• Be Prepared - Is Divorce What You Really Want? By Alan Weiss the founder of www.aussiedivorce.com.au and the author of the book title “This is your divorce not your lawyer book” 10 Do you or your spouse owe back income taxes at this time? If so, how much and for what years? Bankruptcy Have you or your spouse filed for bankruptcy? If so, give details of the type of bankruptcy, date of filing and the city where it was filed. Businesses Concerns The dynamics of a business can dramatically change if divorce enters the equation. And with divorce rates steadily rising, increasing numbers of business owners are grappling with the emotional and financial strains that accompany a marriage break-up. The significant issue is that divorce is a continuing trend. Almost half of all the marriages entered into this year will end in divorce within 30 years and more than one third of couples will not reach their 20th anniversary, according to a report released on April 2005 by the National Centre for Social and Economic Modelling and the financial services group, AMP. And if divorce continues at present rates, 54 per cent of marriages are likely to end by 2025. Divorced couples who have business partners will have to deal with a number of different issues. Since December 2004, the Family Court has been given additional powers which allow it to make orders against third parties (business partners) affecting business assets. That means business partners, family trusts and even the banks are open to court orders being made which can directly affect them. For example, even if both parties to the marriage are jointly liable for a mortgage to a bank, the Family Court can make an order telling the bank that it can go after only one of the parties for money due under the mortgage. The effects of these changes have yet to be experienced in practice but appear frightening in many respects. Be aware that the law may change and your business partner may be at risk and could be forced to incur huge legal costs. Other Issues are: • Ensuring successful continuation of the business during the divorce • Maintaining smooth daily operations where both spouses are actively involved in the day-today management of the business • Maintaining a level of security and comfort for employees • Questions about ownership structure and possibly about how the ownership interest was acquired • Establishing an accurate income figure to use when child and/or spousal maintenance is determined • Valuation of the business interest • Taxation issues if a business is going to be sold, or if shares are to be transferred from one spouse to the other spouse or shares are to be redeemed • Structuring a buyout of one spouse’s interest
    • Be Prepared - Is Divorce What You Really Want? By Alan Weiss the founder of www.aussiedivorce.com.au and the author of the book title “This is your divorce not your lawyer book” 11 • Moving the business if it is a home-based operation • Dealing with other business partners or owners, if there are any • Managing legal and accounting expenses, which can skyrocket if the divorce process gets out of control. Self-Employed / Sole Trader Income Even if you are self-employed, be prepared. Divorce lawyers and accountants hired by both you and your spouse will want to examine a lot of business records and will be looking at a lot of different things. Their aim may be to value the business interest or to come up with a figure for your ‘true’ income for purposes of determining a child support obligation and your ’net disposable income‘ for use in setting an amount of spousal maintenance. Business Document Checklist What follows is a list of the basic information relating to your business interests, which will need to be provided to your lawyer: • Proof of ownership of the business, share certificates • List of other shareholders and their number of shares • List of directors and company secretary • Money owed to shareholders, partners, or owners • Any trust or other estate planning documents containing information about how you acquired your ownership interest in the business • Any trust or other estate planning documents showing current ownership structure or future ownership structure • List of any loans or debts of the business that you or your spouse has personally guaranteed • List of any benefits that the company provides to you, to your spouse, and to your children or other family members and the cost to the company for providing the benefits • Income tax returns for the past 3 years • Financial statements for the past 3 years • BAS return statements for past 3 years • Schedule of accounts • General ledger for past 12 months • Current accounts receivable • Current accounts payable • An inventory of assets and their location and current market value, not depreciated value • Any business valuations that were done during the past 3 years • Any Letters of Intent or Purchase Offers that you have received during the past 3 years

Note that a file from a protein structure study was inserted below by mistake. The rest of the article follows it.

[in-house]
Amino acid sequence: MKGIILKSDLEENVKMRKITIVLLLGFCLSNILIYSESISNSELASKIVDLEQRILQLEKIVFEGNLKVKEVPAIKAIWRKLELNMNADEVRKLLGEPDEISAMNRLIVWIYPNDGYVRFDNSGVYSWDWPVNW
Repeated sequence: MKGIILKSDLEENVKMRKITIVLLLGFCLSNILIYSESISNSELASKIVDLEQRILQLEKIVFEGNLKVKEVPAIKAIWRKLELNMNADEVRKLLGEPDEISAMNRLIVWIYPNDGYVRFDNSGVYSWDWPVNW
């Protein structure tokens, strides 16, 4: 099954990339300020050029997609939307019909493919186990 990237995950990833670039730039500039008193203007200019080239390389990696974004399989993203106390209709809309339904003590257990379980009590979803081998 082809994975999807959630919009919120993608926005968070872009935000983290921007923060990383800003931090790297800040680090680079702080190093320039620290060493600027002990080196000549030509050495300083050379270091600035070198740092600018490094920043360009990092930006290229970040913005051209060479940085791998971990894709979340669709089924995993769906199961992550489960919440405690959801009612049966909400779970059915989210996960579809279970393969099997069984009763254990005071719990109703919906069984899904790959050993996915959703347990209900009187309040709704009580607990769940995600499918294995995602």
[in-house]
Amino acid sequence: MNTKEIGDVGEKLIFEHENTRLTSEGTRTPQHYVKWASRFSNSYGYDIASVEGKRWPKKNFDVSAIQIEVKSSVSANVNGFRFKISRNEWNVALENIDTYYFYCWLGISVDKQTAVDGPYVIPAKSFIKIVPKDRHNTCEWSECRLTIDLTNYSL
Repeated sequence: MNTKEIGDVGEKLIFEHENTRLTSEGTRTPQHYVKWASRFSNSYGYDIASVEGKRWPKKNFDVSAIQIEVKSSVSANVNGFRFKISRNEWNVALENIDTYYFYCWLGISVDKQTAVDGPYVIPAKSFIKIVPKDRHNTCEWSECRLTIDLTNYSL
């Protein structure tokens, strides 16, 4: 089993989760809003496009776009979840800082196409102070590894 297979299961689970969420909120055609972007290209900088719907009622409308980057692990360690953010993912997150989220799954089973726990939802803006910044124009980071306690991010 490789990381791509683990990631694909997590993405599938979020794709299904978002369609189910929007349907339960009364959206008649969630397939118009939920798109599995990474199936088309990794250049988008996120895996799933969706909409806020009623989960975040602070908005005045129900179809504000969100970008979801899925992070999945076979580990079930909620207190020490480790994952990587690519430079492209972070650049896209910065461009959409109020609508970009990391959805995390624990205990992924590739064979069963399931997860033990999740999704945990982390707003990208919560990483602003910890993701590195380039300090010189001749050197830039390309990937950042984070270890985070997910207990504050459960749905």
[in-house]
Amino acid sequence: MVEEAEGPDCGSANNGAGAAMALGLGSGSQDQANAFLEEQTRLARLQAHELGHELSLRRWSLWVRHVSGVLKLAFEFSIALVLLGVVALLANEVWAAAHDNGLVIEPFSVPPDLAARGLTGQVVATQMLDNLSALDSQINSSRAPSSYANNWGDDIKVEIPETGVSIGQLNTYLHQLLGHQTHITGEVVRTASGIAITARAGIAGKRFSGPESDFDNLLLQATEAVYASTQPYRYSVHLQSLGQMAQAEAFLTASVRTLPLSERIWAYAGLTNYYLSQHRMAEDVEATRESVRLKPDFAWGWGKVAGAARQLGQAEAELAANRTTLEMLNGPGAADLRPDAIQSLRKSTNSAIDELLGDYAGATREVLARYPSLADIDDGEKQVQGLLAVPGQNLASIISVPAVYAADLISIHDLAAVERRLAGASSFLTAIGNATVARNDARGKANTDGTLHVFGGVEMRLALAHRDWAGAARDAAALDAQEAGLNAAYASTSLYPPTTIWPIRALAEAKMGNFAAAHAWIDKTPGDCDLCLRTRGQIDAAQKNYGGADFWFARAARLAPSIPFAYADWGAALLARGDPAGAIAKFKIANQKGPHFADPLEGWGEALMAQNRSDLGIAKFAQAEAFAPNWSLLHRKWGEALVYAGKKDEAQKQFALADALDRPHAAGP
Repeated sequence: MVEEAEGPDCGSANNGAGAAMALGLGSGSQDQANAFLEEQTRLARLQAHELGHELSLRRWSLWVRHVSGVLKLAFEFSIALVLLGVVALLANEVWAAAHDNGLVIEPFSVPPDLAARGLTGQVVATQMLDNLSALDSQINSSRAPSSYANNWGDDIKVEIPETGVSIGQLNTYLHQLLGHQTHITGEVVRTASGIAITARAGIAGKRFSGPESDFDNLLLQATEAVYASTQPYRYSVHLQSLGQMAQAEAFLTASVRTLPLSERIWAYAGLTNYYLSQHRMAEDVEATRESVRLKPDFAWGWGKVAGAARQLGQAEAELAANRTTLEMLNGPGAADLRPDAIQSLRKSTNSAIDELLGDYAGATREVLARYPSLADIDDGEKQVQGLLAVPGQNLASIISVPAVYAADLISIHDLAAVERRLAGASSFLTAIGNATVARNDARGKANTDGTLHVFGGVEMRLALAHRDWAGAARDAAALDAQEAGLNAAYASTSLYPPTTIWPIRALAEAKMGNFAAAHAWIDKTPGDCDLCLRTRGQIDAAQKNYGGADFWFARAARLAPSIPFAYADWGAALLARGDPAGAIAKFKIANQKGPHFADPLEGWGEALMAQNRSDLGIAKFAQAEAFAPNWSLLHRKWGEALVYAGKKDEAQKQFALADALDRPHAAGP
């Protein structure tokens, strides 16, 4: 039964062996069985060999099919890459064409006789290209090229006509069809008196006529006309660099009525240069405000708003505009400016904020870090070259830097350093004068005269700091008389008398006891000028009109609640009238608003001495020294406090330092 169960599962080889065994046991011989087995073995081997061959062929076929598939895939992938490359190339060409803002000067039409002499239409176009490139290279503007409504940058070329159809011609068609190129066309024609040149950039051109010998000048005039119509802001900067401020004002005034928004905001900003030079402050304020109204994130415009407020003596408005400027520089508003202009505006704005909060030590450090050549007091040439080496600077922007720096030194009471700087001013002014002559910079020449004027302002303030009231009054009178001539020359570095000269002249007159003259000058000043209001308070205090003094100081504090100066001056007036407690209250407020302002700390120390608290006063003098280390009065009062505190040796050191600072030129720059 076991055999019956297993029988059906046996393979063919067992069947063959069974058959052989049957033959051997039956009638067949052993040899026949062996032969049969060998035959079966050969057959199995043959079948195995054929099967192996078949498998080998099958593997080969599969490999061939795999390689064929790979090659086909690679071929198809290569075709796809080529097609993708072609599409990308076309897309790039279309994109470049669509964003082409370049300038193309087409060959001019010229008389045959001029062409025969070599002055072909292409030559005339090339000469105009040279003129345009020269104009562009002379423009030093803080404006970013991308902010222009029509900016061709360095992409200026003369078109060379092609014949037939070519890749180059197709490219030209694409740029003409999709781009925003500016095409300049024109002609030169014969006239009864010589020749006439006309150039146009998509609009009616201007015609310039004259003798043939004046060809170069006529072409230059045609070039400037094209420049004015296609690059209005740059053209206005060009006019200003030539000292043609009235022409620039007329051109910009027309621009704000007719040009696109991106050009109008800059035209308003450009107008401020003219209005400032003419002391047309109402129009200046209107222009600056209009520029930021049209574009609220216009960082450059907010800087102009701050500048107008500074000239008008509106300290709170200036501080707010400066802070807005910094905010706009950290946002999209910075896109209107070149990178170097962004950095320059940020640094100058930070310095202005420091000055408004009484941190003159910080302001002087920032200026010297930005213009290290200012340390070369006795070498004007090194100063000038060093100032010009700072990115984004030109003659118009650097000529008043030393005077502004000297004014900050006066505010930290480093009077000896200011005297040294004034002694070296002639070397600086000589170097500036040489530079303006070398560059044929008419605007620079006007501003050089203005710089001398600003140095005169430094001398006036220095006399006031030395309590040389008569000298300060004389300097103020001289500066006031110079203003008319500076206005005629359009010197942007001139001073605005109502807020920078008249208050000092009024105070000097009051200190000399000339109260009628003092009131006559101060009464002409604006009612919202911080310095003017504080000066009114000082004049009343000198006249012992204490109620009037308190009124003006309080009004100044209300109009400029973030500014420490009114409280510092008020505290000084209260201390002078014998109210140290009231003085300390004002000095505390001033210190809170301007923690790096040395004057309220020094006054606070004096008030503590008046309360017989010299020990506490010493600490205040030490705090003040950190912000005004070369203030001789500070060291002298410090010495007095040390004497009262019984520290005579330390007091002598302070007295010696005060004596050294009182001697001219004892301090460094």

• Be Prepared - Is Divorce What You Really Want? By Alan Weiss the founder of www.aussiedivorce.com.au and the author of the book title “This is your divorce not your lawyer book” 12 • Any Buy-Sell Agreements or Partnership Agreements • List of customers and the percentage each customer provides of your total sales • Any special purchasing agreements or service agreements with a vendor • Details of current contracts with customers. Warning and Disclaimer This information sheet by Alan Weiss is a self - help information written from the perspective of the author. Alan’s separation and divorce were his impetus to becoming active in helping Australians deal with this emotional and expensive turning point. His advice is based on his own experience and that of many people and legal practitioners he interviewed during his research for this article. The author does not claim to be a substitute for a lawyer, mediator, financial planner, accountant, or therapist. Nor does he claim knowledge of any individual’s situation. This information does not give legal advice – its aim is to give practical advice about dealing with legal, financial and emotional issues. You will still need a lawyer for legal advice. You will still need an accountant or financial planner for financial advice. You may still need a therapist or counselling to help you deal with your emotions. Searching for more information visit Aussie Divorce